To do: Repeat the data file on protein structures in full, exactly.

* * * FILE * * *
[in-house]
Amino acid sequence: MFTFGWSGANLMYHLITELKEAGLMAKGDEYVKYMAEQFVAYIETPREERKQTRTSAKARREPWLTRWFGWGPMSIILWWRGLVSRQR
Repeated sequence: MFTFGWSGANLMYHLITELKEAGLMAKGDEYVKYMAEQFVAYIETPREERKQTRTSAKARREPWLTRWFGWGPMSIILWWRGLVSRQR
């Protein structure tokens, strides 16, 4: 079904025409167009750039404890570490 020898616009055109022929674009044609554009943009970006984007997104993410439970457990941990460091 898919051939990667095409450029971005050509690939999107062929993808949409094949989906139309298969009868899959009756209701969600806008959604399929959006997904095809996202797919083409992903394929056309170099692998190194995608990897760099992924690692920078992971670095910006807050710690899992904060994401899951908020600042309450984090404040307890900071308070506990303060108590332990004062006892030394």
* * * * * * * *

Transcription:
[in-house]
Amino acid sequence: MFTFGWSGANLMYHLITELKEAGLMAKGDEYVKYMAEQFVAYIETPREERKQTRTSAKARREPWLTRWFGWGPMSIILWWRGLVSRQR
Repeated sequence: MFTFGWSGANLMYHLITELKEAGLMAKGDEYVKYMAEQFVAYIETPREERKQTRTSAKARREPWLTRWFGWGPMSIILWWRGLVSRQR
């Protein structure tokens, strides 16, 4: 079904025409167009750039404890570490 020898616009055109022929674009044609554009943009970006984007997104993410439970457990941990460091 898919051939990667095409450029971005050509690939999107062929993808949409094949989906139309298969009868899959009756209701969600806008959604399929959006997904095809996202797919083409992903394929056309170099692998190194995608990897760099992924690692920078992971670095910006807050710690899992904060994401899951908020600042309450984090404040307890900071308070506990303060108590332990004062006892030394």